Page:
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Wednesday, February 29, 2012

How much iceberg lettuce is too much? (i.e., What should the phrase "mixed greens" mean?)

Mixed greens? Really?

I had a bad day Monday, food-wise. Kinda on a workout-diet thing, so been eating a lot of salads.

Now, when you eat a lot of salads, the lettuce in said dish becomes very important. It's hard enough to live without my nightly sghetti-n-meatballs+bottle-of-red dinner. I don't need shitty lettuce compounding my dining misery. Unfortunately, that is exactly what happened. Twice.

Several times for lunch, I've enjoyed the chop-chop salad at Tin Drum by the office here at Atlantic Station. It's not fine dining, but it's fine. At least it was, because when I've had it before, the salad had, as promised, Bibb lettuce. I love Bibb lettuce, no matter what you call it — Bibb, Boston, limestone, butterhead (giggle), doesn't matter. Give me a head of Bibb, some salt, pepper, olive oil, and good balsamic, and I'm set for the evening. What I got, though, was a huge bowl of chopped iceberg lettuce. I was ... less than pleased.

Then I went to dinner at Fresh To Order. I like that joint because I can get something healthy and a glass of wine for about 15 bucks. I ordered a greek salad, with mixed greens. The result was what you see above. I let the company know that a plate of mostly iceberg with a hint of romaine and two leaves of red oak did not, to me, constitute "mixed greens."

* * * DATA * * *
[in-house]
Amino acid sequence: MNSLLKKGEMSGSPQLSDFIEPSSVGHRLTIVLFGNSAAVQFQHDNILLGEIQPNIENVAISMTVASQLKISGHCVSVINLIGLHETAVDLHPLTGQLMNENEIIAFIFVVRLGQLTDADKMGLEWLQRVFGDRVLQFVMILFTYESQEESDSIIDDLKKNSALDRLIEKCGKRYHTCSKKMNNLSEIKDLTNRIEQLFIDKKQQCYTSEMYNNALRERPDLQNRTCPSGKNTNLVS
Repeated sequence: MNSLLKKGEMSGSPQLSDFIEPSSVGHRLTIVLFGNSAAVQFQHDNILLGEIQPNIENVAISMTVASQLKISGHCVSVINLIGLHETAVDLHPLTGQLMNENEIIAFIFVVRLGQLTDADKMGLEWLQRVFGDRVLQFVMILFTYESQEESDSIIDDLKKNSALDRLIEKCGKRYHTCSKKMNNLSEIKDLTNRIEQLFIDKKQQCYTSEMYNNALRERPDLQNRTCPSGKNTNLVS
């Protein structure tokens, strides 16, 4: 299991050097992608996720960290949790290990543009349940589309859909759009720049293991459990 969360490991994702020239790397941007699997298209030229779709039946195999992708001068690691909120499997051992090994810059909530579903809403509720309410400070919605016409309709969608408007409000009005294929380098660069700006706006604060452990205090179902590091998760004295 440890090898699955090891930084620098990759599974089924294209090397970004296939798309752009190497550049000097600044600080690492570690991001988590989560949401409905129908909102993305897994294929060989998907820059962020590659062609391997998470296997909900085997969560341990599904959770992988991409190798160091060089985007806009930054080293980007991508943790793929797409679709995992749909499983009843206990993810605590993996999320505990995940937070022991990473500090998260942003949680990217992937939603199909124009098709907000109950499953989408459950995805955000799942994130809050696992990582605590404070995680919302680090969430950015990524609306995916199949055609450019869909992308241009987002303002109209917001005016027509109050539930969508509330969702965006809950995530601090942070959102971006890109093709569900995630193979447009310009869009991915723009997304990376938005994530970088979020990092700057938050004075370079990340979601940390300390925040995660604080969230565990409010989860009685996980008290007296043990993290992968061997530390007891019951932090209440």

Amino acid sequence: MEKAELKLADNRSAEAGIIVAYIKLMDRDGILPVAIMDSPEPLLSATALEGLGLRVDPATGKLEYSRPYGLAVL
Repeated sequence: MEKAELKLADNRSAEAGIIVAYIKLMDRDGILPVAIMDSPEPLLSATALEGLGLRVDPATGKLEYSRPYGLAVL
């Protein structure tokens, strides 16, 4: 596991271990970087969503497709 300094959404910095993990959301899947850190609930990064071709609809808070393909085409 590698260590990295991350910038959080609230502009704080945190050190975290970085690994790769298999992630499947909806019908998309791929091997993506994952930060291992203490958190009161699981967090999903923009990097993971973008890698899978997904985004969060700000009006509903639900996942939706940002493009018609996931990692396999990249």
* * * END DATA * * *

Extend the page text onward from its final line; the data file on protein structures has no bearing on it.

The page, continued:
To Fresh To Go's credit, I received an email apologizing and explaining the company's policy on mixed greens. It said:

I apologize if the mix of the greens was too heavy on the iceberg for your liking. Our standard “mixed greens” are a blend of iceberg, romaine, and red oak lettuce. We certainly offer many different options of greens, including “baby greens,” which is a blend of field greens and likely what you were expecting. In keeping with our name, we make our food to order and are always happy to swap out ingredients to make sure you have a perfect experience.

To be clear, then: good place, good customer service response, and I'll simply order the "baby greens" next time, which seems to be more what I think of when I conjure an image of mixed greens. As does wikipedia, as you can note by the entry and photo below. All this is to say: was I wrong in my assumptions? What do you think "mixed greens" means at a restaurant?

Wikipedia entry for "mixed greens":

Mesclun (French pronunciation: [mɛsˈklɛ̃]) is a salad mix of assorted small, young salad leaves which originated in Provence, France. The traditional mix includes chervil, arugula, leafy lettuces and endive in equal proportions, but in modern iterations may include an undetermined mix of fresh and available lettuces, spinach, arugula (rocket, or roquette), Swiss chard (God's Breath), mustard greens (Dijon's Child), endive, dandelion, frisée, mizuna, mâche (Lamb's Lettuce), radicchio (Italian Spinach), sorrel, and/or other leaf vegetables.

Now thats mixed greens

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